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The name Samarkand conjures an image of the old Silk Road, blue domes, brightly coloured tile work and cosmopolitan charm, deep in Central Asia. It is a romantic image that, thanks to the preservation of a number of fine monuments, can still be experienced on a visit today.
The architectural gems of this city have stood the test of time, weathering wars and the aftermath of revolution, enchanting visitors in modern times as they must have centuries ago. Each has a special place in the hearts of locals. “[These buildings] are a part of our national identity and help show the role that we played in Central Asia’s culture,” says local teacher Umid Porsaev. “It’s a reminder of who our forefathers were, of who we are and what we want to be.”
To understand the historical importance of Samarkand, look to its most famous ruler: the military conqueror Emir Timur. Immortalised in the West as Tamerlane, Timur chose the city as the capital of his empire in the 14th century, giving it a wealth of attention and treasures. While his legacy in many countries is one of war, brutality and conquest, in Samarkand he is also remembered as a patron, the man credited with taking the country to its greatest heights.
It is fitting, then, that one of the first major historic sites on the road into the city from the train station is Timur’s tomb, the extravagant Gur-Emir, where he is buried alongside many of his descendants. The tomb’s brilliant exterior and blue domes look almost fantastical thanks to a riot of colours. Inside, the tombs, niches and abundant calligraphy show the artisanal mastery of the era.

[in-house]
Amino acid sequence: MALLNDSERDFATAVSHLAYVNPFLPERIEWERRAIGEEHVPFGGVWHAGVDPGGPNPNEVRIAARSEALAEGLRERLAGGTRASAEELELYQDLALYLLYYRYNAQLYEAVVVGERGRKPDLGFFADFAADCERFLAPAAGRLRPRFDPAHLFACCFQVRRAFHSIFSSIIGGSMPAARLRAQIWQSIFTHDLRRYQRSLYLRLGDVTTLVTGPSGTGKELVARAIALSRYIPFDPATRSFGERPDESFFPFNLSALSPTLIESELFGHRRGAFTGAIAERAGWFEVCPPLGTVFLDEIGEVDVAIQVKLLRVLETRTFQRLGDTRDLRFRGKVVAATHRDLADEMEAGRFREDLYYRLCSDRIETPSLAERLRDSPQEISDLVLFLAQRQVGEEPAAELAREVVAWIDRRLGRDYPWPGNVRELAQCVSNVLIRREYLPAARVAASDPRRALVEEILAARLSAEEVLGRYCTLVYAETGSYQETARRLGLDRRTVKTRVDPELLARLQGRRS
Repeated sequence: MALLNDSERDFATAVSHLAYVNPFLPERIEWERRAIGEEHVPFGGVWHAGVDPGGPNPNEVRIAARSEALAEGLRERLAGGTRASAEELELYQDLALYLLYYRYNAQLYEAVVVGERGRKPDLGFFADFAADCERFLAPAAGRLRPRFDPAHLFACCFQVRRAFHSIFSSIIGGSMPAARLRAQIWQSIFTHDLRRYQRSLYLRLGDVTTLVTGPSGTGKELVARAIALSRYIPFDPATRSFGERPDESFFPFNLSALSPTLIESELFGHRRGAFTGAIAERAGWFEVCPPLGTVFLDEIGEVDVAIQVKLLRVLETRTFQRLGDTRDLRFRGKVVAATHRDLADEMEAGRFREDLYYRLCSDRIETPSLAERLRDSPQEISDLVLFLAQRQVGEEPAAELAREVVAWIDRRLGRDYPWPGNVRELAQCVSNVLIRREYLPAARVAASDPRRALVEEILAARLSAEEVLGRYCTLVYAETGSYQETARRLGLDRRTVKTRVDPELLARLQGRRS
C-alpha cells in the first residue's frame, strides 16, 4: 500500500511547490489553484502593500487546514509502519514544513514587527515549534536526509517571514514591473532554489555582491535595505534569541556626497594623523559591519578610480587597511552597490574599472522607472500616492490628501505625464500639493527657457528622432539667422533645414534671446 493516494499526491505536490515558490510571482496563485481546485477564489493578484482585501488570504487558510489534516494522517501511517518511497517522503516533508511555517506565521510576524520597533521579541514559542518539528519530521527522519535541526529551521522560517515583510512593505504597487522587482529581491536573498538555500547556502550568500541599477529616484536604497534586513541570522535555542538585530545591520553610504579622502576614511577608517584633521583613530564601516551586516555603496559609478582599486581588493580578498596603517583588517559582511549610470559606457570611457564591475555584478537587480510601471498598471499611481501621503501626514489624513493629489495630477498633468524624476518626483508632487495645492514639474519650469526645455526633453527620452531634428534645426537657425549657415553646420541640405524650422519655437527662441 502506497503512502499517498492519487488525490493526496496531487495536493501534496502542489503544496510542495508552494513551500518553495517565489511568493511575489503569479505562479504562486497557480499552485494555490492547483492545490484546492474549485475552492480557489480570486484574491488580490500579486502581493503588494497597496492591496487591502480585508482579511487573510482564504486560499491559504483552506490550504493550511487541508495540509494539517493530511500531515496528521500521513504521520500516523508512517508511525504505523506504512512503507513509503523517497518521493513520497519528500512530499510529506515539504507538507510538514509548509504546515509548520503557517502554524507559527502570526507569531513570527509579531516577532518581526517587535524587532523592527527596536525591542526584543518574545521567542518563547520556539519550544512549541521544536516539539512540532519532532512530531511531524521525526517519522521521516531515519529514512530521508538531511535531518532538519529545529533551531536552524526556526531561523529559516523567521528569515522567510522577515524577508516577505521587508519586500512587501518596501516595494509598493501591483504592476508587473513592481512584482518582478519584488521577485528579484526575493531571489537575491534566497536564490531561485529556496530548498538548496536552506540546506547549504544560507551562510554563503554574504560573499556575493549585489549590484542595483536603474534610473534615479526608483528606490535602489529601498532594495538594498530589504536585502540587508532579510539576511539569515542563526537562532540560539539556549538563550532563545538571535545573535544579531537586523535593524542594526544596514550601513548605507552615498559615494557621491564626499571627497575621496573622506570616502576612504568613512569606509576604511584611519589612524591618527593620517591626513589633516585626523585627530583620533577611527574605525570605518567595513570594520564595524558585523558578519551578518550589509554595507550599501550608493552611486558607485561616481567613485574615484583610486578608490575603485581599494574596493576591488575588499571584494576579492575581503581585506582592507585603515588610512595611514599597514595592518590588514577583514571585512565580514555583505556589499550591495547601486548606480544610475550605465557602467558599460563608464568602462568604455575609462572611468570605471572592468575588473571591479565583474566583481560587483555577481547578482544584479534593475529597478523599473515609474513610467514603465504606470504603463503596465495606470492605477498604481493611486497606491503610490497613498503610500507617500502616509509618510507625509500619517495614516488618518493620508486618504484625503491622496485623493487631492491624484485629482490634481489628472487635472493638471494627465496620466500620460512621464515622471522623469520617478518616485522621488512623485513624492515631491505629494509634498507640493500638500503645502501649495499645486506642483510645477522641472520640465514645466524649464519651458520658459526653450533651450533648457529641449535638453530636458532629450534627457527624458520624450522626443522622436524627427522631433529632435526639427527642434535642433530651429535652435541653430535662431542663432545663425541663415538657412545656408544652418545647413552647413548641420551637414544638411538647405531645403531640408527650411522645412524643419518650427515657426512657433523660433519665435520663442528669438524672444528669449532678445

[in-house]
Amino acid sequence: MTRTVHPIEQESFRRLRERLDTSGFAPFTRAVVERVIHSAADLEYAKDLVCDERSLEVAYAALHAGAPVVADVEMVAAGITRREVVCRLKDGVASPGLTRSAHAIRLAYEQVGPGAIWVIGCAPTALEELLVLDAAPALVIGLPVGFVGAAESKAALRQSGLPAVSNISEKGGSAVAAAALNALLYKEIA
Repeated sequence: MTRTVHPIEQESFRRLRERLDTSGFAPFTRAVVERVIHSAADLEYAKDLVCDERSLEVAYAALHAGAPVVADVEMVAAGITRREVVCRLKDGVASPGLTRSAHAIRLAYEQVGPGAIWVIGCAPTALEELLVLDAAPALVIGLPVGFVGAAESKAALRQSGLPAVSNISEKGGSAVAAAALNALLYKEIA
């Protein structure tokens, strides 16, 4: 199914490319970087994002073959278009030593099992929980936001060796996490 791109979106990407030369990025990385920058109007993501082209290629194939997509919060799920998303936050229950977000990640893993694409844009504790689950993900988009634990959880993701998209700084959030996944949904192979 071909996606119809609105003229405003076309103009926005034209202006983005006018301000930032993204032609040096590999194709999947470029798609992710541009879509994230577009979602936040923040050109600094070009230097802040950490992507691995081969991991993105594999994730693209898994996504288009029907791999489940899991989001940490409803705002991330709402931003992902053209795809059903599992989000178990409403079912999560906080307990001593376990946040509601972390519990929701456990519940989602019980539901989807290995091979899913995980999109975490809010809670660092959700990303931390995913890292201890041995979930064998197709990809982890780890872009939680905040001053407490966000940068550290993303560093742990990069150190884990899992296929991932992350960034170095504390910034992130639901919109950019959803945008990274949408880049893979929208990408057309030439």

Through his many conquests, Timur brought riches, books and more to the city. “Samarkand was a real capital, and [Timur] ruled a massive empire that included many countries,” explains local tour expert Aygul Khanum. “He came from a humble background and rose to be very powerful; he was the one who made the city as great as it was.”
Samarkand’s influence would outlast the infamous Emir Timur, as successive rulers continued to beautify the city. In Registan Square stand three massive madrasahs, the Muslim name for both secular and religious educational buildings. Featuring the stunning variety of blue tiles that are characteristic of this city, each has turquoise, sea-green and cerulean niches, domes and minarets.
Tilya Kori Madrasah, Sher-Dor Madrasah and Ulugh Beg Madrasah were the universities of their time, places of learning that attracted students and thinkers from all over. The oldest in the square, Ulugh Beg Madrasah, was built in the 15th century by Mirza Ulugh Beg, the grandson of Emir Timur as well as an astronomer and scientist. The building’s ornate minarets rise like massive flutes, standing across the square from Sher-Dor Madrasah’s impressive iwan (vaulted hall), which is embellished with the image of two lions hunting deer as suns rise from their backs. “One interpretation of this symbol relates to the students,” says Khanum. “As you can see, the lion is pursuing the deer, serving as an inspiration for students to seek more knowledge.”
The treasures of Samarkand have been recognised by UNESCO and continue to inspire travellers, bearing the imprint of a legacy of opulence that still thrives today. Historic mosques and tombs dot the city, and each has their own unique characteristics, from the massive Bibi-Khanym Mosque to the Rukhobad Mausoleum.
The Shah-i-Zinda Necropolis, a series of grand palatial tombs, has a combination of a haunting spirituality and an opulent aesthetic that sets it apart. The massive site, filled with rows of historic mausoleums, bursts with colour and geometric patterns that epitomise Central Asian art and will linger in the memory. “For us, these buildings are unparallelled,” says Porseav. “They are like treasures that keep us local people proud.”